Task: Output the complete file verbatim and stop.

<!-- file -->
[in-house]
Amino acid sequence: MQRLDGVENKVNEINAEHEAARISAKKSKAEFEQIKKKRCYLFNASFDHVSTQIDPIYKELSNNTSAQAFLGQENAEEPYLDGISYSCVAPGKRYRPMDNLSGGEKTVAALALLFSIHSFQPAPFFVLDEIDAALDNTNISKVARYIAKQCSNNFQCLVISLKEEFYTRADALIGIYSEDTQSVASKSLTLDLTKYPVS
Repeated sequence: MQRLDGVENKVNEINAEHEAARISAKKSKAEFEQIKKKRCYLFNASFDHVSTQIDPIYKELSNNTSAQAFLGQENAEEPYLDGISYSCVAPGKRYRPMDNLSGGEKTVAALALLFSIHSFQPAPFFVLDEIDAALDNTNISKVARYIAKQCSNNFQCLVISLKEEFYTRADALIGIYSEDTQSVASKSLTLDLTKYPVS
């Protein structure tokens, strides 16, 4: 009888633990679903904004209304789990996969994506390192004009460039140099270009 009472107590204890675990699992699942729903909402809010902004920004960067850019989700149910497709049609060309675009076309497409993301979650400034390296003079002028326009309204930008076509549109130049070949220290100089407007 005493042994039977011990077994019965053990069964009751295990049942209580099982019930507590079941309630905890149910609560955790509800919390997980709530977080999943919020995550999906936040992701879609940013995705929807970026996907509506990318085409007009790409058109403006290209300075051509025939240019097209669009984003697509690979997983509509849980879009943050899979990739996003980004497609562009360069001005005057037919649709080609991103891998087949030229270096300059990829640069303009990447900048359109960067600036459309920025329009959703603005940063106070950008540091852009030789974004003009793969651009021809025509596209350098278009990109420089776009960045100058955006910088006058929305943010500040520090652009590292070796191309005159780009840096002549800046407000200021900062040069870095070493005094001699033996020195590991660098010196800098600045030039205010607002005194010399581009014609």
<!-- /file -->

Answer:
[in-house]
Amino acid sequence: MQRLDGVENKVNEINAEHEAARISAKKSKAEFEQIKKKRCYLFNASFDHVSTQIDPIYKELSNNTSAQAFLGQENAEEPYLDGISYSCVAPGKRYRPMDNLSGGEKTVAALALLFSIHSFQPAPFFVLDEIDAALDNTNISKVARYIAKQCSNNFQCLVISLKEEFYTRADALIGIYSEDTQSVASKSLTLDLTKYPVS
Repeated sequence: MQRLDGVENKVNEINAEHEAARISAKKSKAEFEQIKKKRCYLFNASFDHVSTQIDPIYKELSNNTSAQAFLGQENAEEPYLDGISYSCVAPGKRYRPMDNLSGGEKTVAALALLFSIHSFQPAPFFVLDEIDAALDNTNISKVARYIAKQCSNNFQCLVISLKEEFYTRADALIGIYSEDTQSVASKSLTLDLTKYPVS
């Protein structure tokens, strides 16, 4: 009888633990679903904004209304789990996969994506390192004009460039140099270009 009472107590204890675990699992699942729903909402809010902004920004960067850019989700149910497709049609060309675009076309497409993301979650400034390296003079002028326009309204930008076509549109130049070949220290100089407007 005493042994039977011990077994019965053990069964009751295990049942209580099982019930507590079941309630905890149910609560955790509800919390997980709530977080999943919020995550999906936040992701879609940013995705929807970026996907509506990318085409007009790409058109403006290209300075051509025939240019097209669009984003697509690979997983509509849980879009943050899979990739996003980004497609562009360069001005005057037919649709080609991103891998087949030229270096300059990829640069303009990447900048359109960067600036459309920025329009959703603005940063106070950008540091852009030789974004003009793969651009021809025509596209350098278009990109420089776009960045100058955006910088006058929305943010500040520090652009590292070796191309005159780009840096002549800046407000200021900062040069870095070493005094001699033996020195590991660098010196800098600045030039205010607002005194010399581009014609």